Drop and give me 20 (seconds, that is)

Apr 23 2012 - 2:29pm

Images

Photo courtesy Spencer Larson
"20 Second Fitness" co-creator Spencer Larsen is seen in a screen grab from the video.
Photo courtesy Spencer Larson
This photo of Larson was taken in 2005 or 2006.
Photo courtesy Spencer Larson
Larson is seen on January 2, 2011.
Photo courtesy Spencer Larson
"20 Second Fitness" co-creator Spencer Larsen is seen in a screen grab from the video.
Photo courtesy Spencer Larson
This photo of Larson was taken in 2005 or 2006.
Photo courtesy Spencer Larson
Larson is seen on January 2, 2011.

When Tracy Jones of West Jordan was invited to try a program called "20 Second Fitness" -- involving short bursts of intense activity that evolve into a 12-minute-a-day workout -- before its official launch in 2010, she was skeptical.

"At first, I thought there was no way possible to lose weight by exercising for just 12 minutes per day," she said.

A person who has struggled with her weight all of her life, Jones had hit her all-time high at 260 pounds when she started the exercise program in her home. She has now lost 85 pounds, competed in two 100-mile bike races, finished three triathlons and participated in multiple mud runs -- which she said are her favorite.

Prior to giving 20 Second Fitness a try, Jones had trained for and completed a century bike ride. But, the weight came right back, she said, when she returned to her sedentary lifestyle that includes working full time at a desk job.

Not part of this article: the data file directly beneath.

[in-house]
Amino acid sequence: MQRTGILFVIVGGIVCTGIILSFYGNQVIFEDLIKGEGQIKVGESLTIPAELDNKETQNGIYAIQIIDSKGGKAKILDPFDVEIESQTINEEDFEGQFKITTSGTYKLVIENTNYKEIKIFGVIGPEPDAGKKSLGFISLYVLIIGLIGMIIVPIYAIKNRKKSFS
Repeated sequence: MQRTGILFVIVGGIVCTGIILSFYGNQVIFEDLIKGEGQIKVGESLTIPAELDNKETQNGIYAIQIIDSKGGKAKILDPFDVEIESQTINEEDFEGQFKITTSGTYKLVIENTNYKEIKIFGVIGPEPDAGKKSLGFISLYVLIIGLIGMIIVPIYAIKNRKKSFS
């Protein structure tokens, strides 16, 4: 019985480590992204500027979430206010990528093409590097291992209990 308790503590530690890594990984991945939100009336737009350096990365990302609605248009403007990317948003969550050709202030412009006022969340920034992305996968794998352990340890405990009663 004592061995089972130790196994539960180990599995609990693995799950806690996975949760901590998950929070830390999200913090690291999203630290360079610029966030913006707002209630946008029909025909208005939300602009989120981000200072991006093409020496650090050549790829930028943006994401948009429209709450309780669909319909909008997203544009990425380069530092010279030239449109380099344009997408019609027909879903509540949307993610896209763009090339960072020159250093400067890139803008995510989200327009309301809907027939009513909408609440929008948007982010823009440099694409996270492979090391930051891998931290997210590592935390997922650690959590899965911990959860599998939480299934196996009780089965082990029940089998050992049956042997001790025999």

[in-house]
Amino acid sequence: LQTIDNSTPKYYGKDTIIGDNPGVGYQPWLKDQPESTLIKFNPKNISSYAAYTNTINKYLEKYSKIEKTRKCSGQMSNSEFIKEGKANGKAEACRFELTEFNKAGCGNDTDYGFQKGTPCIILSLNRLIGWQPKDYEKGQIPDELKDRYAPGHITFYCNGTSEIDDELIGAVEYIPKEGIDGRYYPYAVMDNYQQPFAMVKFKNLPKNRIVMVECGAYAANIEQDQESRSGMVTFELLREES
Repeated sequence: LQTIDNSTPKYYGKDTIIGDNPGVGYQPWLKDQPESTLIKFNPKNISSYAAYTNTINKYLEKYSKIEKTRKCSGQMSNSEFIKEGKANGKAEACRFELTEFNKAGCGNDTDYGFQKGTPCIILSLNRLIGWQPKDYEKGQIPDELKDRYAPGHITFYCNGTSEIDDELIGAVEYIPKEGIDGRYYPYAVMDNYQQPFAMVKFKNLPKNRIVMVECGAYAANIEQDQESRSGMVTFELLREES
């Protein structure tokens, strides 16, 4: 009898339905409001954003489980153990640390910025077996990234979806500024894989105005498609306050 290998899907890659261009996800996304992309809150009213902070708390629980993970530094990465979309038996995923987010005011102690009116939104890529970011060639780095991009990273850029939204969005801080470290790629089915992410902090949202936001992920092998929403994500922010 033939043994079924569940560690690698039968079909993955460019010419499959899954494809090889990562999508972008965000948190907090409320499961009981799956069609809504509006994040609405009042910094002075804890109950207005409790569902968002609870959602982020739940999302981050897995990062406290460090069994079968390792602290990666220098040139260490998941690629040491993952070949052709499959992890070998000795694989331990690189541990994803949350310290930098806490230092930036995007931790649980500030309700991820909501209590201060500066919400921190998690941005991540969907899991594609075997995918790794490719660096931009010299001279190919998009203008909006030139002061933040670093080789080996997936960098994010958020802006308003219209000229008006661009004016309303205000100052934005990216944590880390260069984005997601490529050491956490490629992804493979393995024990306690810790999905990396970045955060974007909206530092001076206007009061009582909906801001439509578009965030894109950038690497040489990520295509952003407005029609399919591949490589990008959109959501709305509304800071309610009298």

Now, she completes her 12-minute workouts six days a week regardless of what other training she has time for. "It is about being consistent. I feel more physically fit from doing 20 Second Fitness than I did from training alone."

That is exactly the kind of success story that co-creator Spencer Larson had in mind when he developed the program. Larson is originally from South Jordan, but now resides in Las Vegas. He presented a session on his exercise philosophies at a women's conference in Brigham City last fall.

In June 2009, Larson visited a friend, Dr. Charles Mok, in Michigan and wondered why he seemed to be more physically fit even though Larson was putting in more hours at the gym. Dr. Mok described his intense four-minute workouts, and Larson was intrigued.

Further research revealed the method had been developed by Dr. Izumi Tabata at the National Institute of Fitness and Sports in Tokyo to train Olympic athletes. Tabata's strategy is to engage in 20 seconds of maximum intensity exercise, followed by 10 seconds of rest, repeated eight times for a total of four minutes.

Read more at hersutah.com 

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